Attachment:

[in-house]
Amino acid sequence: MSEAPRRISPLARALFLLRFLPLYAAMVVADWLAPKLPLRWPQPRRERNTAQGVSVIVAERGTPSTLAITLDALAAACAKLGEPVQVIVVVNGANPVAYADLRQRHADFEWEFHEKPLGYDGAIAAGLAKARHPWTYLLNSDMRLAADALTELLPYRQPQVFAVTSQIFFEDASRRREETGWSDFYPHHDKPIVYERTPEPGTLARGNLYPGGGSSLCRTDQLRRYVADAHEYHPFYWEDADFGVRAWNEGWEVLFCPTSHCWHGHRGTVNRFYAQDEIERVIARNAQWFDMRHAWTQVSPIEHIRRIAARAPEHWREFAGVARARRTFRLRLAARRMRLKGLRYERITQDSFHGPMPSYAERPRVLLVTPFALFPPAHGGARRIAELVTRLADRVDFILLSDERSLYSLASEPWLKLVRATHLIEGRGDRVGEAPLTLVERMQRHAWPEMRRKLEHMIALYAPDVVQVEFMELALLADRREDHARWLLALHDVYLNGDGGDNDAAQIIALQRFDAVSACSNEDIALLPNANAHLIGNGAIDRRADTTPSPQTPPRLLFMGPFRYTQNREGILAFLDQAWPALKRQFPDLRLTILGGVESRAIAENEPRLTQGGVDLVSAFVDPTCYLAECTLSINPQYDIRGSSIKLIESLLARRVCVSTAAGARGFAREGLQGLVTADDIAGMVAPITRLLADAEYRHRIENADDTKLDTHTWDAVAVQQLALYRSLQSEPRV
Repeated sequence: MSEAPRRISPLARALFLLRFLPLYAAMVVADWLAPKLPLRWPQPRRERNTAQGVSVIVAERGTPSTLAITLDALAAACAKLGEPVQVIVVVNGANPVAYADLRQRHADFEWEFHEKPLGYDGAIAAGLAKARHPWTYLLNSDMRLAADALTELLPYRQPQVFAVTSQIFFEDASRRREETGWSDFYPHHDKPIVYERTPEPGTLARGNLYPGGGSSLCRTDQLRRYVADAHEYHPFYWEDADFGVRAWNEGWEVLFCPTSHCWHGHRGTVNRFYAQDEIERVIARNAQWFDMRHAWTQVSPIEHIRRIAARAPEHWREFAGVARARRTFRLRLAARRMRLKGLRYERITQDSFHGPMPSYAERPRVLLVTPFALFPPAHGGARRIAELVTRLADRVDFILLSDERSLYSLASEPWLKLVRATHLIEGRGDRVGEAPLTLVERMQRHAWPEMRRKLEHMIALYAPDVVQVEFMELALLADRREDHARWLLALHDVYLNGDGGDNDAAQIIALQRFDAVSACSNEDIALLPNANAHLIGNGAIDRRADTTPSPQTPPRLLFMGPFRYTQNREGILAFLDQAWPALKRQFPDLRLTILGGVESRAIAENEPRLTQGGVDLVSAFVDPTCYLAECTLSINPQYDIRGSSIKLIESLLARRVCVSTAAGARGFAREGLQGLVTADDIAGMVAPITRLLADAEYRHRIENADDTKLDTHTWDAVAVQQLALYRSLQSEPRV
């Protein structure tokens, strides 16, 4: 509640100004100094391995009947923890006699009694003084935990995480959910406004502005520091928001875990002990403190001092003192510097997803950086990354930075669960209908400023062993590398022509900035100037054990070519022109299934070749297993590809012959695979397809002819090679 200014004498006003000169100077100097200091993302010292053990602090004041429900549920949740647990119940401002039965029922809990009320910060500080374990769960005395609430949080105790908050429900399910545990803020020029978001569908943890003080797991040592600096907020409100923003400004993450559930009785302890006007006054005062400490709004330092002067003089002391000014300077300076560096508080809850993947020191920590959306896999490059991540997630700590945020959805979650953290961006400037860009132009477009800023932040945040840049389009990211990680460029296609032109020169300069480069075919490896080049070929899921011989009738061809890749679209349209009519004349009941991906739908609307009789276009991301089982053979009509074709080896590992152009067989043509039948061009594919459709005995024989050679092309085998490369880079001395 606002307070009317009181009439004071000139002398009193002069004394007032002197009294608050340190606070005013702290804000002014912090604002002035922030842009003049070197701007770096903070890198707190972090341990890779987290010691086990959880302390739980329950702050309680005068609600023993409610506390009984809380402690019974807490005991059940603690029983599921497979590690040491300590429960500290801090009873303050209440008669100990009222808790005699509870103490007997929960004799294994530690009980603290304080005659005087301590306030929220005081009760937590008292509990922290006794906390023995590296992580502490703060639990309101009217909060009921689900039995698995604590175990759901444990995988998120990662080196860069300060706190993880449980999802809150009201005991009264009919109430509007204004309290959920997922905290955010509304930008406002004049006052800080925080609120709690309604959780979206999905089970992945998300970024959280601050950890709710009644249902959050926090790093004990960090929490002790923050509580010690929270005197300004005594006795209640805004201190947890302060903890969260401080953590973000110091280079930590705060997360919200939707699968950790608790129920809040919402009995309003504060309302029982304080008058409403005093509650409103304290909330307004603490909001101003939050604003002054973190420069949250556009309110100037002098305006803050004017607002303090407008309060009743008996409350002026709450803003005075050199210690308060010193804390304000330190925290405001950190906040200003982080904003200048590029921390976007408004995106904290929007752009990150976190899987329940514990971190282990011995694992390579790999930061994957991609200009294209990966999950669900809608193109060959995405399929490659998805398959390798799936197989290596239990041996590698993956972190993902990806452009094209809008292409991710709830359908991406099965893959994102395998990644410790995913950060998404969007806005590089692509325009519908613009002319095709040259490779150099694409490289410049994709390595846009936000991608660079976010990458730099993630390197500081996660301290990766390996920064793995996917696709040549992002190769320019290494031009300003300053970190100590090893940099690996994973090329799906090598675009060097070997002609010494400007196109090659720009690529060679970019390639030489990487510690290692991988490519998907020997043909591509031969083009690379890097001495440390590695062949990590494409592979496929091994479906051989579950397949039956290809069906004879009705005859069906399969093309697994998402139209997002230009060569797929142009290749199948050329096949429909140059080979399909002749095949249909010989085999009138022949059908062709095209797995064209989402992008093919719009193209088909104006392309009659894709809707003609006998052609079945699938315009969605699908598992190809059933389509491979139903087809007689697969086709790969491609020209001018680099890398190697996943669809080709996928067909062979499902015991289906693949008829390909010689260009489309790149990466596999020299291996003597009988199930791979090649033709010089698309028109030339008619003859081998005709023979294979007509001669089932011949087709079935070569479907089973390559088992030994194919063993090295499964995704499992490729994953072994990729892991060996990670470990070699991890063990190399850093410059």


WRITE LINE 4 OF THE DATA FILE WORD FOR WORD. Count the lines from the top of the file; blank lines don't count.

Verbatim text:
């Protein structure tokens, strides 16, 4: 509640100004100094391995009947923890006699009694003084935990995480959910406004502005520091928001875990002990403190001092003192510097997803950086990354930075669960209908400023062993590398022509900035100037054990070519022109299934070749297993590809012959695979397809002819090679 200014004498006003000169100077100097200091993302010292053990602090004041429900549920949740647990119940401002039965029922809990009320910060500080374990769960005395609430949080105790908050429900399910545990803020020029978001569908943890003080797991040592600096907020409100923003400004993450559930009785302890006007006054005062400490709004330092002067003089002391000014300077300076560096508080809850993947020191920590959306896999490059991540997630700590945020959805979650953290961006400037860009132009477009800023932040945040840049389009990211990680460029296609032109020169300069480069075919490896080049070929899921011989009738061809890749679209349209009519004349009941991906739908609307009789276009991301089982053979009509074709080896590992152009067989043509039948061009594919459709005995024989050679092309085998490369880079001395 606002307070009317009181009439004071000139002398009193002069004394007032002197009294608050340190606070005013702290804000002014912090604002002035922030842009003049070197701007770096903070890198707190972090341990890779987290010691086990959880302390739980329950702050309680005068609600023993409610506390009984809380402690019974807490005991059940603690029983599921497979590690040491300590429960500290801090009873303050209440008669100990009222808790005699509870103490007997929960004799294994530690009980603290304080005659005087301590306030929220005081009760937590008292509990922290006794906390023995590296992580502490703060639990309101009217909060009921689900039995698995604590175990759901444990995988998120990662080196860069300060706190993880449980999802809150009201005991009264009919109430509007204004309290959920997922905290955010509304930008406002004049006052800080925080609120709690309604959780979206999905089970992945998300970024959280601050950890709710009644249902959050926090790093004990960090929490002790923050509580010690929270005197300004005594006795209640805004201190947890302060903890969260401080953590973000110091280079930590705060997360919200939707699968950790608790129920809040919402009995309003504060309302029982304080008058409403005093509650409103304290909330307004603490909001101003939050604003002054973190420069949250556009309110100037002098305006803050004017607002303090407008309060009743008996409350002026709450803003005075050199210690308060010193804390304000330190925290405001950190906040200003982080904003200048590029921390976007408004995106904290929007752009990150976190899987329940514990971190282990011995694992390579790999930061994957991609200009294209990966999950669900809608193109060959995405399929490659998805398959390798799936197989290596239990041996590698993956972190993902990806452009094209809008292409991710709830359908991406099965893959994102395998990644410790995913950060998404969007806005590089692509325009519908613009002319095709040259490779150099694409490289410049994709390595846009936000991608660079976010990458730099993630390197500081996660301290990766390996920064793995996917696709040549992002190769320019290494031009300003300053970190100590090893940099690996994973090329799906090598675009060097070997002609010494400007196109090659720009690529060679970019390639030489990487510690290692991988490519998907020997043909591509031969083009690379890097001495440390590695062949990590494409592979496929091994479906051989579950397949039956290809069906004879009705005859069906399969093309697994998402139209997002230009060569797929142009290749199948050329096949429909140059080979399909002749095949249909010989085999009138022949059908062709095209797995064209989402992008093919719009193209088909104006392309009659894709809707003609006998052609079945699938315009969605699908598992190809059933389509491979139903087809007689697969086709790969491609020209001018680099890398190697996943669809080709996928067909062979499902015991289906693949008829390909010689260009489309790149990466596999020299291996003597009988199930791979090649033709010089698309028109030339008619003859081998005709023979294979007509001669089932011949087709079935070569479907089973390559088992030994194919063993090295499964995704499992490729994953072994990729892991060996990670470990070699991890063990190399850093410059």